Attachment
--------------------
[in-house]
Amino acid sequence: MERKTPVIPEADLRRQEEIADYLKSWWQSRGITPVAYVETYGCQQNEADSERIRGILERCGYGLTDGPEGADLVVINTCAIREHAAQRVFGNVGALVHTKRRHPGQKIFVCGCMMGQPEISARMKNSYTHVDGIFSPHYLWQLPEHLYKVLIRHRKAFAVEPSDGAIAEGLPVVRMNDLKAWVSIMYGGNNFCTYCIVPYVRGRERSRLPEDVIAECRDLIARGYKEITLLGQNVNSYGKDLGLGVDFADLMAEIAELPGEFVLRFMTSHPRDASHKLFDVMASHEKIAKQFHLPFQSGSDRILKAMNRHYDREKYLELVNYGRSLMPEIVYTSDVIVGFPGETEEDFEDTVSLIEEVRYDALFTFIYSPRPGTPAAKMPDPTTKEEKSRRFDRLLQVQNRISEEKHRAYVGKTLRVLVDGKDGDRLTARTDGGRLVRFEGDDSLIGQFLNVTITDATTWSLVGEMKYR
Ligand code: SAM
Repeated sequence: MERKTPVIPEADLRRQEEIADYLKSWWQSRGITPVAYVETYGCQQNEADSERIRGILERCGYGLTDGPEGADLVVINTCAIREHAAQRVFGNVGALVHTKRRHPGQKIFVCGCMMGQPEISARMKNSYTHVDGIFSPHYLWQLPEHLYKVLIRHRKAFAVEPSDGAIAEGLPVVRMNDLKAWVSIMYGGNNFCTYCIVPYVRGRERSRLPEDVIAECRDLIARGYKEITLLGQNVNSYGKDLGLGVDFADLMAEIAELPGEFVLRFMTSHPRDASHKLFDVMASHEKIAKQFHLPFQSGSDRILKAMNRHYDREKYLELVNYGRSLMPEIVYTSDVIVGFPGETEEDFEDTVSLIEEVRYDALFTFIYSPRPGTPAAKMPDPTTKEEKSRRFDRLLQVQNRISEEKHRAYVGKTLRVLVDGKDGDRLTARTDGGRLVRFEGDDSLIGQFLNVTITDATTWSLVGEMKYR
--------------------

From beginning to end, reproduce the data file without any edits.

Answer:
[in-house]
Amino acid sequence: MERKTPVIPEADLRRQEEIADYLKSWWQSRGITPVAYVETYGCQQNEADSERIRGILERCGYGLTDGPEGADLVVINTCAIREHAAQRVFGNVGALVHTKRRHPGQKIFVCGCMMGQPEISARMKNSYTHVDGIFSPHYLWQLPEHLYKVLIRHRKAFAVEPSDGAIAEGLPVVRMNDLKAWVSIMYGGNNFCTYCIVPYVRGRERSRLPEDVIAECRDLIARGYKEITLLGQNVNSYGKDLGLGVDFADLMAEIAELPGEFVLRFMTSHPRDASHKLFDVMASHEKIAKQFHLPFQSGSDRILKAMNRHYDREKYLELVNYGRSLMPEIVYTSDVIVGFPGETEEDFEDTVSLIEEVRYDALFTFIYSPRPGTPAAKMPDPTTKEEKSRRFDRLLQVQNRISEEKHRAYVGKTLRVLVDGKDGDRLTARTDGGRLVRFEGDDSLIGQFLNVTITDATTWSLVGEMKYR
Ligand code: SAM
Repeated sequence: MERKTPVIPEADLRRQEEIADYLKSWWQSRGITPVAYVETYGCQQNEADSERIRGILERCGYGLTDGPEGADLVVINTCAIREHAAQRVFGNVGALVHTKRRHPGQKIFVCGCMMGQPEISARMKNSYTHVDGIFSPHYLWQLPEHLYKVLIRHRKAFAVEPSDGAIAEGLPVVRMNDLKAWVSIMYGGNNFCTYCIVPYVRGRERSRLPEDVIAECRDLIARGYKEITLLGQNVNSYGKDLGLGVDFADLMAEIAELPGEFVLRFMTSHPRDASHKLFDVMASHEKIAKQFHLPFQSGSDRILKAMNRHYDREKYLELVNYGRSLMPEIVYTSDVIVGFPGETEEDFEDTVSLIEEVRYDALFTFIYSPRPGTPAAKMPDPTTKEEKSRRFDRLLQVQNRISEEKHRAYVGKTLRVLVDGKDGDRLTARTDGGRLVRFEGDDSLIGQFLNVTITDATTWSLVGEMKYR